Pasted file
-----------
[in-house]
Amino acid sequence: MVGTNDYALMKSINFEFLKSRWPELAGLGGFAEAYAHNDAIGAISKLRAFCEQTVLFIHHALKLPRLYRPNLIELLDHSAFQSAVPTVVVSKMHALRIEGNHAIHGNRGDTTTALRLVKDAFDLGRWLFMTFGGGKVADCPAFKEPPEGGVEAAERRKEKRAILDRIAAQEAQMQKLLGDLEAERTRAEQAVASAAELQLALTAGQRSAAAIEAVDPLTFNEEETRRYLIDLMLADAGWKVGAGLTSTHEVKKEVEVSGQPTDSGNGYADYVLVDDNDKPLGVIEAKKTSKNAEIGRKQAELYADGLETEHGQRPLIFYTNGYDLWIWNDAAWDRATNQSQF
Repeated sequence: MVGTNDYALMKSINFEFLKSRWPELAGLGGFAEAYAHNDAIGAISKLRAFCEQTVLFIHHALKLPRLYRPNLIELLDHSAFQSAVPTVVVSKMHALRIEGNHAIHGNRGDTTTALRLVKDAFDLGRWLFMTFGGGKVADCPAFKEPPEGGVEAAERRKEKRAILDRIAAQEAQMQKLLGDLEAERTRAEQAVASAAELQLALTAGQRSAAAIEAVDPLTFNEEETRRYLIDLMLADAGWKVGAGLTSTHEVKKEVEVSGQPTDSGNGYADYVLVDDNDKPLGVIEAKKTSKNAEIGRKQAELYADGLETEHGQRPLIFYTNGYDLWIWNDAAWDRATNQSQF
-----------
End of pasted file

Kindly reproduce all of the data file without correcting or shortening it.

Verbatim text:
[in-house]
Amino acid sequence: MVGTNDYALMKSINFEFLKSRWPELAGLGGFAEAYAHNDAIGAISKLRAFCEQTVLFIHHALKLPRLYRPNLIELLDHSAFQSAVPTVVVSKMHALRIEGNHAIHGNRGDTTTALRLVKDAFDLGRWLFMTFGGGKVADCPAFKEPPEGGVEAAERRKEKRAILDRIAAQEAQMQKLLGDLEAERTRAEQAVASAAELQLALTAGQRSAAAIEAVDPLTFNEEETRRYLIDLMLADAGWKVGAGLTSTHEVKKEVEVSGQPTDSGNGYADYVLVDDNDKPLGVIEAKKTSKNAEIGRKQAELYADGLETEHGQRPLIFYTNGYDLWIWNDAAWDRATNQSQF
Repeated sequence: MVGTNDYALMKSINFEFLKSRWPELAGLGGFAEAYAHNDAIGAISKLRAFCEQTVLFIHHALKLPRLYRPNLIELLDHSAFQSAVPTVVVSKMHALRIEGNHAIHGNRGDTTTALRLVKDAFDLGRWLFMTFGGGKVADCPAFKEPPEGGVEAAERRKEKRAILDRIAAQEAQMQKLLGDLEAERTRAEQAVASAAELQLALTAGQRSAAAIEAVDPLTFNEEETRRYLIDLMLADAGWKVGAGLTSTHEVKKEVEVSGQPTDSGNGYADYVLVDDNDKPLGVIEAKKTSKNAEIGRKQAELYADGLETEHGQRPLIFYTNGYDLWIWNDAAWDRATNQSQF